Mineral Nutrition in Plants I. When one tugs at a single thing in nature, (s)he finds it attached to the rest of the world. John Muir. Oplopanax horridus Devils Club. Ethnobotany, Medicinal uses, Sacred uses, herbalgram.org Modern uses, Empirical studies, NCBI . NPR.
Mineral Nutrition in Plants I
When one tugs at a single thing in nature, (s)he finds it attached to the rest of the world.
USDA-NRCS PLANTS Database / Britton, N.L., and A. Brown. 1913. Illustrated flora of the northern states and Canada. Vol. 2: 619.
…prelude to Chapter 37 (old edition), Campbell and Reece.
…growth and development are a plant’s version of locomotion,
Programmed Cell Death
H2O or CO2
See Table 38.1
Use for reference, but we’ll organize the nutrients according to biochemical function.
Group 1. Nutrients that are part of carbon compounds.
Group 2. Nutrients that are important in energy storage or structural integrity.
Group 3. Nutrients that remain in ionic form.
Group 4. Nutrients that are involved in redox reactions.
Plants assimilate these nutrients via biochemical reactions involving oxidation and reduction.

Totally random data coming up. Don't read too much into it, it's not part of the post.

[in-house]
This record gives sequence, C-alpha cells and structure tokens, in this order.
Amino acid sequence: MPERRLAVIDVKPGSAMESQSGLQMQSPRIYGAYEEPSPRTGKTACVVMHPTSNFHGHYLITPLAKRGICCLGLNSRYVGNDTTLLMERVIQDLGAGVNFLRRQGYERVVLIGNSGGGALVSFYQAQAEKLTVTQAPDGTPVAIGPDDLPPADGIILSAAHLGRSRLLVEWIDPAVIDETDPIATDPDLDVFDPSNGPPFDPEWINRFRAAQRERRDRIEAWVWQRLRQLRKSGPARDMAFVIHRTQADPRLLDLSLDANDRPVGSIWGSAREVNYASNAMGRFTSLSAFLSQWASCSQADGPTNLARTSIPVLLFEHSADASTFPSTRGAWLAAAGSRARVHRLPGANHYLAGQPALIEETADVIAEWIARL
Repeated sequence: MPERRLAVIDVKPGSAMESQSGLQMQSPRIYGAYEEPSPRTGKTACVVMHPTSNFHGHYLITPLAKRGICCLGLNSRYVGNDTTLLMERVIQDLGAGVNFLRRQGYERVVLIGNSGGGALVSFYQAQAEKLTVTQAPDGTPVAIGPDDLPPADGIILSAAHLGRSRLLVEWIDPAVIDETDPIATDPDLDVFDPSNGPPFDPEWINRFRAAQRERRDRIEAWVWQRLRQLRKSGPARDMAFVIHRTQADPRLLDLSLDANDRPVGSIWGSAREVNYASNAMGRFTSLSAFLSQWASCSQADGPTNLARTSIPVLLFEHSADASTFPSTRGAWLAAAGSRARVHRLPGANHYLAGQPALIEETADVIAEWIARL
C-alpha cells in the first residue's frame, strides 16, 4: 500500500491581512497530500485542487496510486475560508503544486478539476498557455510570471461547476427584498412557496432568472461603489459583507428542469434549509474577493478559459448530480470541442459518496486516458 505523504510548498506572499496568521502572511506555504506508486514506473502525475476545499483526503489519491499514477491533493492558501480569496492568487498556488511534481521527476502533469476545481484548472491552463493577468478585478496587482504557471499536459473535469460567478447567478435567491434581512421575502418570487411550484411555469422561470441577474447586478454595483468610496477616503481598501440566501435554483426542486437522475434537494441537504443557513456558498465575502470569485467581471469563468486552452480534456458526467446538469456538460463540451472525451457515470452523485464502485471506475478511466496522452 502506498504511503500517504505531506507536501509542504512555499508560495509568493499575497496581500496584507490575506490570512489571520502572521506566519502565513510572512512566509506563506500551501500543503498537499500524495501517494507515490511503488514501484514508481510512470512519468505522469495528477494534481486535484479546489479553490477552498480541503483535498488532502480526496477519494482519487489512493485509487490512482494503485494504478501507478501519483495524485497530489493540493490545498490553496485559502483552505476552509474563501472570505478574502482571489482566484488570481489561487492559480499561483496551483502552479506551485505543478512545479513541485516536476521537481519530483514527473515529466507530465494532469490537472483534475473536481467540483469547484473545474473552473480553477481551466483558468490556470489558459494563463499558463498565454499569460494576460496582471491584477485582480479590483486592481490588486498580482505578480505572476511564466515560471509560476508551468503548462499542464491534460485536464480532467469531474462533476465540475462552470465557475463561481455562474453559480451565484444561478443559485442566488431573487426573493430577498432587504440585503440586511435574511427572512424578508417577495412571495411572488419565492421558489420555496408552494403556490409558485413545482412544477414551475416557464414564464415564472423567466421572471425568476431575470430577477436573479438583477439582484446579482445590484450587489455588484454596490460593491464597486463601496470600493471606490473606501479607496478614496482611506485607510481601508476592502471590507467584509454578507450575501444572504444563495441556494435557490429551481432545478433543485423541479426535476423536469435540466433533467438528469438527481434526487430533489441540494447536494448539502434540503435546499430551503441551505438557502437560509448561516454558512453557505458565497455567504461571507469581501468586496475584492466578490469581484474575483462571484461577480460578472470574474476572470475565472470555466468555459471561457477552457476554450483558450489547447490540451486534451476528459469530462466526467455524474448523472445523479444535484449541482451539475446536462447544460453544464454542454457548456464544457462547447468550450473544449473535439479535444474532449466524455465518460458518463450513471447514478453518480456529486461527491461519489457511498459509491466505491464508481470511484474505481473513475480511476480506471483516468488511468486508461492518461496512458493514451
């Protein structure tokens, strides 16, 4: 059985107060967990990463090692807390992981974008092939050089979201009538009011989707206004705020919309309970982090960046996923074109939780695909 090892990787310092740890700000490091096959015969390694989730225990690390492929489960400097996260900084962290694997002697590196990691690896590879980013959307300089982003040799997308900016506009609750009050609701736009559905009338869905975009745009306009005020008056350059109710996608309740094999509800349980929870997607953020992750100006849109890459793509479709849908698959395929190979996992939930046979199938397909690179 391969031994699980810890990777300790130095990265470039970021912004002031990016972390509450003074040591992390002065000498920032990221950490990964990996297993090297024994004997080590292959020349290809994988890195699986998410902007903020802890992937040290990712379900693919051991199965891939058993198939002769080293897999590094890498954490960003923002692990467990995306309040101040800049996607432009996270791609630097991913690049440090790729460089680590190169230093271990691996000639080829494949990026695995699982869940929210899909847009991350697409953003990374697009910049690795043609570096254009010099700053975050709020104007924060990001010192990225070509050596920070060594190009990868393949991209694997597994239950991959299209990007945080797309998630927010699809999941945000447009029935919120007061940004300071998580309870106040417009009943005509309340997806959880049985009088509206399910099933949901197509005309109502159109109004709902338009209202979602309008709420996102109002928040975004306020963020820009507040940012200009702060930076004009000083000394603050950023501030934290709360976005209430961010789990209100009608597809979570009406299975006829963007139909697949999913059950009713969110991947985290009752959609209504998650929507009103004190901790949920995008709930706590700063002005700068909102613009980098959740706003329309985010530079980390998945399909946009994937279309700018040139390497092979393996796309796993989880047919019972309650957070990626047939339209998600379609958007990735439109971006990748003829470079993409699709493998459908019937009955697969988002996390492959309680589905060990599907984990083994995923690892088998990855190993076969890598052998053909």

Transport in the xylem sap to leaves.
Some assimilation into cysteine in the root,
Secondary Active Transport
Metal ions or toxins
Accumulation in harvestable shoot tissue.
11 different sugar monomers,
> 21 enzymes required for synthesis.
Difficult in Soils
Mineral deficiencies are relatively easy to identify in controlled conditions.
Nutrients classified based on their tendency to re-translocate during deficiencies.
1. K+ is transported across the root cell plasma membrane,
2. K+ is transported from the root symplast to the xylem,
3. K+ is transported via xylem sap to the older leaves,
- or, K+diffuses into, or out of the phloem.
5. Moves in source-sink direction.
Means for using excess carbohydrates.
Width of bar corresponds to relative availability